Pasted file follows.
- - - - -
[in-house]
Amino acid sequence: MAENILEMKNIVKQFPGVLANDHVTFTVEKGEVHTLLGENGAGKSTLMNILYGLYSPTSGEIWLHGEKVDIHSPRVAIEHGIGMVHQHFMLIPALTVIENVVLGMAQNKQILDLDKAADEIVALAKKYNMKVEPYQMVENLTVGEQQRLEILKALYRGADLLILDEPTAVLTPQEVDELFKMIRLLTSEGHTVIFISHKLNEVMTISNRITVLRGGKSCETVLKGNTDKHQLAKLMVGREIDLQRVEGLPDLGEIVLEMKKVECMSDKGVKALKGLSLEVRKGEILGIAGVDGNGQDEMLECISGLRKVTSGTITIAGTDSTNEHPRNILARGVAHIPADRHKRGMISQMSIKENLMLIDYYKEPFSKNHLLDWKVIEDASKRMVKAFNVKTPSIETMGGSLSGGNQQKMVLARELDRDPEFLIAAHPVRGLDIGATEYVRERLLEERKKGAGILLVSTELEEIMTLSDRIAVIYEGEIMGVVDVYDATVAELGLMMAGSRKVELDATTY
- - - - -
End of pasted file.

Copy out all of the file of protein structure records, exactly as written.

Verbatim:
[in-house]
Amino acid sequence: MAENILEMKNIVKQFPGVLANDHVTFTVEKGEVHTLLGENGAGKSTLMNILYGLYSPTSGEIWLHGEKVDIHSPRVAIEHGIGMVHQHFMLIPALTVIENVVLGMAQNKQILDLDKAADEIVALAKKYNMKVEPYQMVENLTVGEQQRLEILKALYRGADLLILDEPTAVLTPQEVDELFKMIRLLTSEGHTVIFISHKLNEVMTISNRITVLRGGKSCETVLKGNTDKHQLAKLMVGREIDLQRVEGLPDLGEIVLEMKKVECMSDKGVKALKGLSLEVRKGEILGIAGVDGNGQDEMLECISGLRKVTSGTITIAGTDSTNEHPRNILARGVAHIPADRHKRGMISQMSIKENLMLIDYYKEPFSKNHLLDWKVIEDASKRMVKAFNVKTPSIETMGGSLSGGNQQKMVLARELDRDPEFLIAAHPVRGLDIGATEYVRERLLEERKKGAGILLVSTELEEIMTLSDRIAVIYEGEIMGVVDVYDATVAELGLMMAGSRKVELDATTY